General Practice 2022

Chronic sinusitis: what é, symptoms and treatment

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Chronic sinusitis: what é, symptoms and treatment
Chronic sinusitis: what é, symptoms and treatment

Chronic sinusitis, which is inflammation of the lining of the sinuses, is characterized by the persistence of sinus symptoms, such as pain in the face, headache and cough, for at least 12 consecutive weeks. It is usually caused by resistant bacteria, previous overuse of antibiotics or improper treatment of sinusitis, as well as poorly controlled allergic rhinitis, airway changes such as a deviated septum, or weakened immunity.

Its treatment includes nasal washing with saline solution and the use of medicines such as antibiotics, anti-allergic or corticosteroids, prescribed by the ENT, according to the cause of the inflammation. In some cases, surgery to drain accumulated mucus and either correct nasal septum changes or remove nodules may be recommended to allow the disease to heal.

It is very important that sinusitis is treated properly, as there is a risk of complications such as asthma attacks, pneumonia, meningitis, eye infections or even brain abscesses.

Main symptoms

Symptoms of chronic sinusitis last longer than 12 weeks, and may occur after 1 or several episodes of acute sinusitis, where there is fever, body pain, and severe nasal discharge. In the chronic phase, the main symptoms are:

  • Pain in the face or headache worse when lowering head or lying down;
  • Persistent pain located in the cheekbones, around the nose and around the eyes;
  • Nose secretion, yellowish or greenish;
  • Bleeding through the nose;
  • Sensation of pressure inside the head,obstruction of nose and ear and dizziness;
  • Chronic cough, worse when lying down;
  • Bad breathconstant.

In addition, when sinusitis has an allergic cause or occurs in people with a history of allergy or rhinitis, there may be asthma attacks, itchy nose and throat, in addition to worsening symptoms when in contact with substances such as dust.

How the treatment is done

To treat chronic sinusitis, the ENT may indicate the use of remedies such as:

  • Antibiotics, such as Amoxicillin/Clavulonate, Azithromycin or Levofloxacin, for example, are only used for cases of bacterial infection. They are usually done for 2 to 4 weeks, as in chronic sinusitis the infection is usually resistant;
  • Mucolytics and decongestants, such as Ambroxol, to decrease the viscosity of secretions;
  • Anti-inflammatory drugs or corticosteroids, such as Nimesulide or Prednisone, help reduce inflammation and local swelling;
  • Antiallergics, such as Loratadine, more indicated for sinusitis in people with allergies;
  • Nose Corticosteroids, such as Budesonide, Fluticasone and Mometasone, help fight inflammation and allergy in the airways;
  • Nose wash with saline solution or water and s alt preparations. Check out the recipe to prepare a homemade saline solution for sinusitis;
  • Nebulization with water vapor or saline solution to fluidize secretions;

The use of nasal decongestants that contain Naphazoline, Oxymetazoline or Tetrahydrozoline, such as Sorine, for example, should be done with caution, for less than 3 weeks, as they cause rebound and dependence.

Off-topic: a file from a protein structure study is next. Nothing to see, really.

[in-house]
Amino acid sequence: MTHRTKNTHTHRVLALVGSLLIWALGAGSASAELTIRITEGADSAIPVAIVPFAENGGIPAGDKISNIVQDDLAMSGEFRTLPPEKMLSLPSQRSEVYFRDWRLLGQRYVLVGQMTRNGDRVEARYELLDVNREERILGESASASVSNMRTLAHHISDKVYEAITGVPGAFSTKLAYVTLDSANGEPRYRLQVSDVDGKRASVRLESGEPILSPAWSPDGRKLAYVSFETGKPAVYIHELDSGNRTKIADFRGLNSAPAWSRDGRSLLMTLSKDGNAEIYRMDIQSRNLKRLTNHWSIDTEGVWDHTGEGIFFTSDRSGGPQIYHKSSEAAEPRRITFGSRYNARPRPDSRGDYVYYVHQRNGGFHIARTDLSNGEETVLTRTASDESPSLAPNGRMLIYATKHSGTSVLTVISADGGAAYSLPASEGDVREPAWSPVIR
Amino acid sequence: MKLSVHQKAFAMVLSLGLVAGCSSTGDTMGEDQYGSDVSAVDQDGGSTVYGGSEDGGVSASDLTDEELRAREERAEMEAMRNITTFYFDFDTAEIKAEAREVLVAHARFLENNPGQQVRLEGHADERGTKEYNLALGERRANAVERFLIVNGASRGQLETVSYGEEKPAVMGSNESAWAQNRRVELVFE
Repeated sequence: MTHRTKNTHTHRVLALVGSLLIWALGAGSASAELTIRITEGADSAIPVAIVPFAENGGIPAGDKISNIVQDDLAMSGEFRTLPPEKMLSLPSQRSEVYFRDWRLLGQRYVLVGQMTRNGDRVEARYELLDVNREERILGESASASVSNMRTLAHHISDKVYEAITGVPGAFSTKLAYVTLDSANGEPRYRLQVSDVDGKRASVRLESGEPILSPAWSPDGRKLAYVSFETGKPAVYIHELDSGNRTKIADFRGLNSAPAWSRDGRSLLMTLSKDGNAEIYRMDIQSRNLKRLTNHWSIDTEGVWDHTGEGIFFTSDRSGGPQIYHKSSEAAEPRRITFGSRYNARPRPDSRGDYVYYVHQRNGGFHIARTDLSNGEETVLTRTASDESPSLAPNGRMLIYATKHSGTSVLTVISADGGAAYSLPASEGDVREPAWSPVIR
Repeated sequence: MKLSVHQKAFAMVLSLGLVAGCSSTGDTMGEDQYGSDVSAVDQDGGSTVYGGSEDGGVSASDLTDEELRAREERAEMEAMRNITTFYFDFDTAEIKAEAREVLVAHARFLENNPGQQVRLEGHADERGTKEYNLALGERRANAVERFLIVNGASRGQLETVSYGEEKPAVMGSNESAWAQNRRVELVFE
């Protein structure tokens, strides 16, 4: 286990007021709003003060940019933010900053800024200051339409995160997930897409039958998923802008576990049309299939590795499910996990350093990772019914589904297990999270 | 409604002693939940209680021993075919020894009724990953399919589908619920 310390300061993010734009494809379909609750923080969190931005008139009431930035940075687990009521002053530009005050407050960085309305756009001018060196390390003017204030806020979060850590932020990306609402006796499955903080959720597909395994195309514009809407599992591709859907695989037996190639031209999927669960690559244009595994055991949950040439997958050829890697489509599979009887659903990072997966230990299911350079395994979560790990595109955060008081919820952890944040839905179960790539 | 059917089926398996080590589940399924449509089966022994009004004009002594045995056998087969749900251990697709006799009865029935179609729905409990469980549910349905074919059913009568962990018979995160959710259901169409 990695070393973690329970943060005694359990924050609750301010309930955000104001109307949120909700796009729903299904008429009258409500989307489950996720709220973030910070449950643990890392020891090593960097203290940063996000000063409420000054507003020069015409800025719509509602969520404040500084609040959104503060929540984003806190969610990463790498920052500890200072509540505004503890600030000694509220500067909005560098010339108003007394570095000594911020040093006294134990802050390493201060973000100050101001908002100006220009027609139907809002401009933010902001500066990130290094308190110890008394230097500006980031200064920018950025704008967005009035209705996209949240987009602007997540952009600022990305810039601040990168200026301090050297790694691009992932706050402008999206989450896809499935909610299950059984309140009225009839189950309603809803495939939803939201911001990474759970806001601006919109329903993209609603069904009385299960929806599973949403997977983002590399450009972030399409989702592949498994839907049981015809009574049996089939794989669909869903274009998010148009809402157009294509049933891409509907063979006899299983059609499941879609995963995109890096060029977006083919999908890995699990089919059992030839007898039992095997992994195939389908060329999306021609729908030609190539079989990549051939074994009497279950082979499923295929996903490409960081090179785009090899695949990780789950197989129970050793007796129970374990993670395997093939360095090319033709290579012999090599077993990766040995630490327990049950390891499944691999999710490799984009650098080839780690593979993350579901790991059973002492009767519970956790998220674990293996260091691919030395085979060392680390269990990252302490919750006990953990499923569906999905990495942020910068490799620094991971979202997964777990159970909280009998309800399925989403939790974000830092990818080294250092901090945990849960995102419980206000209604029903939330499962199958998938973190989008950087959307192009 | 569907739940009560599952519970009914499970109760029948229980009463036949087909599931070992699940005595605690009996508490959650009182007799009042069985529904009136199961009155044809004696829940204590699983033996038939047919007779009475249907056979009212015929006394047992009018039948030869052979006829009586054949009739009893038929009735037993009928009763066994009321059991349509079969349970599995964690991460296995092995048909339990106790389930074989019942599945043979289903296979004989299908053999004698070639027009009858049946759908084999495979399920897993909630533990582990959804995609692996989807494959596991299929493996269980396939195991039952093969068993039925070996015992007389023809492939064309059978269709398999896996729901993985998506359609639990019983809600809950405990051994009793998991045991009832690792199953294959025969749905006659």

During the treatment of chronic sinusitis, follow-up with the ENT is recommended to investigate the cause of inflammation. Thus, although the diagnosis of acute sinusitis is made through the clinical evaluation of the physician and does not require tests, in chronic sinusitis, exams such as computed tomography of the face, nasal endoscopy and collection of samples of nasal secretions may be necessary to identify the microorganism and the exact cause of the problem.

Home remedies options

A great way to help eliminate nasal secretions, as a complement to doctor-oriented treatment, in addition to nasal washing with saline solution, is the inhalation of steam from plants such as eucalyptus or chamomile, for example. Learn how to make these homemade treatments in the following video:

When surgery is indicated

The purpose of surgery is to expand or clear the natural drainage channels of the sinuses, which may be closed and preventing the drainage of secretions, which accumulate and stimulate the proliferation of fungi and bacteria.

In addition, the procedure can also be combined with the correction of some defect in the anatomy of the nose, which may also be making it difficult to cure the infection, such as correction of the septum, removal of adenoids or reduction in the size of the turbinates, which are the spongy tissues inside the nose.

Learn more about how sinus surgery is done, risks and recovery.

Possible complications

Chronic sinusitis, when not properly treated and controlled, can worsen over time and cause secretion to accumulate, forming an abscess, and inflammation and infection can reach organs close to the nasal cavities, such as the eyes or nose. brain.

The infection can also trigger asthma attacks, especially in children, and pneumonia, or even reach the bloodstream and cause a generalized infection.

Main causes

Chronic sinusitis is more common in people who:

  • Did incorrect treatment of other acute sinusitis;
  • Used antibiotics wrongly over and over again;
  • Have severe or poorly controlled asthma or allergic rhinitis;
  • Have reflux gastroesophageal reflux;
  • They have a weakened immunity, such as HIV carriers, chronic use of corticosteroids or uncontrolled diabetics;
  • Have been hospitalized or had recent surgeries;
  • Suffered a blow to the face;
  • Have airway changes, such as deviated septum, nasal polyps, or hypertrophy of the turbinates of the nose.

So, in order to avoid chronic sinusitis or to treat it properly, it is very important to resolve these situations.

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